At work, we are currently editing a brochure on designing and carrying out lab courses, and we are working on a lot of projects which aim at redesigning labs. And one question that comes up all the time is this: Does it really make a difference whether students design an experiment themselves or whether they carry out an experiment that was set up for them beforehand?
There is a nice paper, “Spending Time On Design: Does It Hurt Physics Learning?” by Etkina et al., 2007, that sets out to answer exactly this question. They are wondering: Are students in design labs able to transfer the scientific abilities to new content the next semester?
In their context, “design labs”are labs in which students design their own experiments. “Scaffolding” is provided, meaning that questions the students work on focus on the individual steps of the scientific process. The students work is guided by TAs who ask questions in response to being asked questions, but who don’t give answers. Non-Design labs, on the other hand use the same equipment, the same number or more experiments, and a guided write-up. Students have to, for example, draw free-body diagrams etc to solve problems, but theoretical assumptions were provided in the text. In this type of lab, TAs provide an overview in the beginning and do answer questions.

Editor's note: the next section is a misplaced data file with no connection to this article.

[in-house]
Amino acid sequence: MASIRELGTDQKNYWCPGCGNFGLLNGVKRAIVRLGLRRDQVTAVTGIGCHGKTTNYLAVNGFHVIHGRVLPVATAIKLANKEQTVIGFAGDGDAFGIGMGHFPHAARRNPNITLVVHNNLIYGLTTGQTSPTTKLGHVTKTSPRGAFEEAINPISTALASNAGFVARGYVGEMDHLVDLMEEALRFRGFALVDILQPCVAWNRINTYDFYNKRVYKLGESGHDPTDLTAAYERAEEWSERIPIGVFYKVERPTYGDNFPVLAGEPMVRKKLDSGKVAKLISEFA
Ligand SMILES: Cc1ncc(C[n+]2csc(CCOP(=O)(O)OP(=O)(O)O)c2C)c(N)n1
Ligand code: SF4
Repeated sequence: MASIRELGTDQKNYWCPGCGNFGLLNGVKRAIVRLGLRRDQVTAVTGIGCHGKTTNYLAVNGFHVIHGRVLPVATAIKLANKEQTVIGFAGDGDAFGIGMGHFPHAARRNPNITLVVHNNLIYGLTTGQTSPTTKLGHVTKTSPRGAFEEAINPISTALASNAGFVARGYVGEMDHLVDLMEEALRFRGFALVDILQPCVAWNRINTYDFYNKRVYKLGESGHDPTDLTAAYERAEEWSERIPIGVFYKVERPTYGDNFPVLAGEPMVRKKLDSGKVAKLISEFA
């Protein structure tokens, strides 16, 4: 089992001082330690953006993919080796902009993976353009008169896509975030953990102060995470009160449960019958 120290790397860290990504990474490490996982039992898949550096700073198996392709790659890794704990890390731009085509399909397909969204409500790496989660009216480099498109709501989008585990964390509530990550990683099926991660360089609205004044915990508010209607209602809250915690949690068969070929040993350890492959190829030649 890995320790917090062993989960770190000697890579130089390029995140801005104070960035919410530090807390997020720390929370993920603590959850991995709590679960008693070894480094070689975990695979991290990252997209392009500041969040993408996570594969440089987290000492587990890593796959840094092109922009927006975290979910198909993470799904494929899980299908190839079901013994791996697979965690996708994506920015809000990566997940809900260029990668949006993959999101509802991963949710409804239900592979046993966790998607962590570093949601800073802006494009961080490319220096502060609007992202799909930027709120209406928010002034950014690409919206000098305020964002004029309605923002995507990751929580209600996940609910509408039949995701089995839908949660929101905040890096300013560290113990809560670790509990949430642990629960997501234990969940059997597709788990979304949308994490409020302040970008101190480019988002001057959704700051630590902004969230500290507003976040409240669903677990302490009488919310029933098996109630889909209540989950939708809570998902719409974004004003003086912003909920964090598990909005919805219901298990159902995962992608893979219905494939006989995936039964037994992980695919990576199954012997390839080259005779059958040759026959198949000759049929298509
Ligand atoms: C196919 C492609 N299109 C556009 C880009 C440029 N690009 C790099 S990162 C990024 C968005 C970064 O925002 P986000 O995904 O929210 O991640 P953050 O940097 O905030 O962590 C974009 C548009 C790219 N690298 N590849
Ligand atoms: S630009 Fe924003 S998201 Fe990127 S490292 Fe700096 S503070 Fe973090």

On the midterm and final exam, the authors find that the design group outperformed the other group, especially when they had to identify and analyze assumptions. And the difference persisted even a semester later, during which both groups had performed design labs.
So I guess yes, it does make a difference. And when we are redesigning lab courses, we should try to include as much design by the students as possible if our goal is to help them become scientists.
Eugenia Etkina, Alan Van Heuvelen, Anna Karelina, Maria Ruibal-Villasenor, & David Rosengrant (2007). Spending Time On Design: Does It Hurt Physics Learning? AIP Conf. Proc. 951 DOI: 10.1063/1.2820955